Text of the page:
Tucked neatly into the outer ring of downtown Durham, Manbites Dog Theater's goal is to present shows that are as new and unusual as the theater's name. Contemplating Hannah Bos' and Paul Thureen's Cape Disappointment (developed by Oliver Butler and directed by Jay O'Berski), I must admit I wasn't sure what to expect – the only description of the play I could find was the tagline: "You're lost in a drive-in movie. Broken down by the side of the road to nowhere. At least it's not Detroit."
When I was told that I had my choice of a conventional seat or a rolling chair on the floor where all the action would be happening, I was even more skeptical. (I chose the rolling chair!)
Cape Disappointment rotates deftly between three or four different plotlines – it is hard to tell where one stops and another begins – and continues to build suspense throughout the full 75-minute show. Adventurous audience members rolled right into the center of the floor and giggled nervously, feeling like young children breaking a rule by playing in the middle of the stage. When the characters started rolling around in cars heading right through our mob, we hurriedly wheeled ourselves out of the way – a frequent occurrence throughout the play and one which definitely added an element of surprise!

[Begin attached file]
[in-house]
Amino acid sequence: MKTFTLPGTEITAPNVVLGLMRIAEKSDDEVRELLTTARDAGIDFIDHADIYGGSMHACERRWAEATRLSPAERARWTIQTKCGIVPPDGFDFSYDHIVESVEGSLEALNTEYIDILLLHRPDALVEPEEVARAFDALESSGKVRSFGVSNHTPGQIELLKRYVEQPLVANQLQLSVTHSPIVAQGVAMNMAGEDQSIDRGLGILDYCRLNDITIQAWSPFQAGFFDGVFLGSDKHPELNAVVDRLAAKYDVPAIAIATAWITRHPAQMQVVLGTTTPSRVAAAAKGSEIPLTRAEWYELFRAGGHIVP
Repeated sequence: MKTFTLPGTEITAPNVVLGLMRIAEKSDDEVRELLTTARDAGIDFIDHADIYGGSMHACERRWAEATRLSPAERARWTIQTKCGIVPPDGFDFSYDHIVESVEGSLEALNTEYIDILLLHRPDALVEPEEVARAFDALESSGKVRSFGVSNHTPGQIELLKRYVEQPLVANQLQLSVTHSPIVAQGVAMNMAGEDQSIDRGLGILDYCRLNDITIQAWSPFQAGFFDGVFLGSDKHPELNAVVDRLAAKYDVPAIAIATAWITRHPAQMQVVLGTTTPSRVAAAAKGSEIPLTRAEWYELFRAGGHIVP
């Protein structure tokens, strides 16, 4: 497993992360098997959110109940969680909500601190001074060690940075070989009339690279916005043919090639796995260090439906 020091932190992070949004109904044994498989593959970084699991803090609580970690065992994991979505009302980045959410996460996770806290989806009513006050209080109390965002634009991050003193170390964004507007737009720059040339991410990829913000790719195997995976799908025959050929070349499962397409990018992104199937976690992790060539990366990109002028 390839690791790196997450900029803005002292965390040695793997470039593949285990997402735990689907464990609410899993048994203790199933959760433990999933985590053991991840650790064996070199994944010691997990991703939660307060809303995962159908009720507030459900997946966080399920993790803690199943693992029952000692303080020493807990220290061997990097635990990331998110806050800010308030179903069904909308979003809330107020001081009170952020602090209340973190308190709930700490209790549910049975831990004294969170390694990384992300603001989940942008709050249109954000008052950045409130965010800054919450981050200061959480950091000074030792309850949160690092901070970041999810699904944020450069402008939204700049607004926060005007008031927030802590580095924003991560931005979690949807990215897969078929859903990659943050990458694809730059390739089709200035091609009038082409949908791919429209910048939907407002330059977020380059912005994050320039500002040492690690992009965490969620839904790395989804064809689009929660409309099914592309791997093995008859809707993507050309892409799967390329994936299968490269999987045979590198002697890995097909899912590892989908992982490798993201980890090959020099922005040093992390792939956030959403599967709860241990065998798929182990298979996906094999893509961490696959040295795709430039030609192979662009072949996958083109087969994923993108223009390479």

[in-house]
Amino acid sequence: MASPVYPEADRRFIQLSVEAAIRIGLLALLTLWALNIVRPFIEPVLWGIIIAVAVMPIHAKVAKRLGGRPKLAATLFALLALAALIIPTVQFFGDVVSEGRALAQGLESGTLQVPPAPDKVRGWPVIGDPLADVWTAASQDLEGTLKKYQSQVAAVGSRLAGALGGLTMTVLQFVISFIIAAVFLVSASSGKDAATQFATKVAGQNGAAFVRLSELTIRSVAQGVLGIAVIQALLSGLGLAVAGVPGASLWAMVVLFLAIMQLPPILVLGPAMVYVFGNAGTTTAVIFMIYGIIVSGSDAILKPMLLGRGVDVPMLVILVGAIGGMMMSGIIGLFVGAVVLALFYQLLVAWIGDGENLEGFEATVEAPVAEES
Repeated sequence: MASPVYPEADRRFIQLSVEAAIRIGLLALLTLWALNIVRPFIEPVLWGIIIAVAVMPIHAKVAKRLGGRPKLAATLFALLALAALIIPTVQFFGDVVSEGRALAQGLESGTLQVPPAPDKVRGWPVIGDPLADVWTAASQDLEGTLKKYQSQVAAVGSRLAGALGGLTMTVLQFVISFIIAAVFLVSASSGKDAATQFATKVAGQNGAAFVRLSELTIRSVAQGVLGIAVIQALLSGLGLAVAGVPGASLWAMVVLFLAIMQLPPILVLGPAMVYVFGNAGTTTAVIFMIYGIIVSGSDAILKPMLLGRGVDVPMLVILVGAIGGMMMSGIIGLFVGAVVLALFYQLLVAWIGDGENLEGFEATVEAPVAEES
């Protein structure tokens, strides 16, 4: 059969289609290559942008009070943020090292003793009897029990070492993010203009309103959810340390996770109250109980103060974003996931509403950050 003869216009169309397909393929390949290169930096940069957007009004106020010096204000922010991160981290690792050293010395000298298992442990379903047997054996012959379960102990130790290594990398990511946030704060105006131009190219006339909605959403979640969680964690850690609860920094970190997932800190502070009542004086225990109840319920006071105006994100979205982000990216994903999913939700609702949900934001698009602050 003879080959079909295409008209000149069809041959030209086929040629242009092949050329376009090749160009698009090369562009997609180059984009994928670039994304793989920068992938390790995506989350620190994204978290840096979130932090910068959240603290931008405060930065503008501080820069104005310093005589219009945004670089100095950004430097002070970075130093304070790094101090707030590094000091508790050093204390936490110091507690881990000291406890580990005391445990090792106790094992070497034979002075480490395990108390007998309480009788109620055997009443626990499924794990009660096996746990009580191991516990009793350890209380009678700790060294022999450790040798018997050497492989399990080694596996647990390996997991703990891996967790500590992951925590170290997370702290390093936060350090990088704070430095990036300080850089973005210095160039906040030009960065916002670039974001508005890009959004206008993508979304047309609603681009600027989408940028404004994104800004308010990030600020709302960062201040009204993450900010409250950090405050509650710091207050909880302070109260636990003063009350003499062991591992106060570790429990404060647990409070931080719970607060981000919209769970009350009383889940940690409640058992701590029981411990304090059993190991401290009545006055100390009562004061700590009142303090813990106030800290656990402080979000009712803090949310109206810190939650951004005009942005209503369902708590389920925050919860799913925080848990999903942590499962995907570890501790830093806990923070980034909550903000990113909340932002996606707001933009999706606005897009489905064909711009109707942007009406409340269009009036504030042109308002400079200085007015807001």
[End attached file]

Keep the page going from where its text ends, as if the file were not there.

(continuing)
The play explores the dynamics between different types of couples - siblings, business partners, mother and daughter, pedophile and little girl - with relationships illuminated as the plot unfolds. Many venture in unexpected directions – as do the cars driven by characters who remain unaware of the audience's interaction with the play.
The actors maintained immense self-control and did not betray their characters, even when veering directly into the center of the audience. Ishai Buchbinder, Dana Marks, Jeffrey Moore, and Annie Zipper did excellent jobs with a strange assortment of personalities, each actor portraying as many as four different characters. Their performances were, alternately, humorous, dramatic, terrifying, awkward, and thought-provoking, and their efforts definitely provided a workout for the audience, not only physically but mentally and emotionally as well. We were always on edge as the plot teetered between hilarious and off-putting.
Part drive-in movie, part flashback, and part complete suspense, Cape Disappointment is the most delightfully awkward play I have ever experienced. Bizarre and unique, this work of experimental theater is a choose-your-own adventure, from wheeling oneself into the center of the performance area to sitting in the risers, trying to figure out what is actually happening within the play, including the ambiguous ending. As one woman in the audience remarked at the end when the lights slowly rose, "Is it over? And what was it about? I feel like I need an encore in order to know!"
For those who feel up for an adventure, Cape Disappointment continues April 8 at 3:15 p.m. and April 11-14 at 8:15 p.m. See the sidebar for details.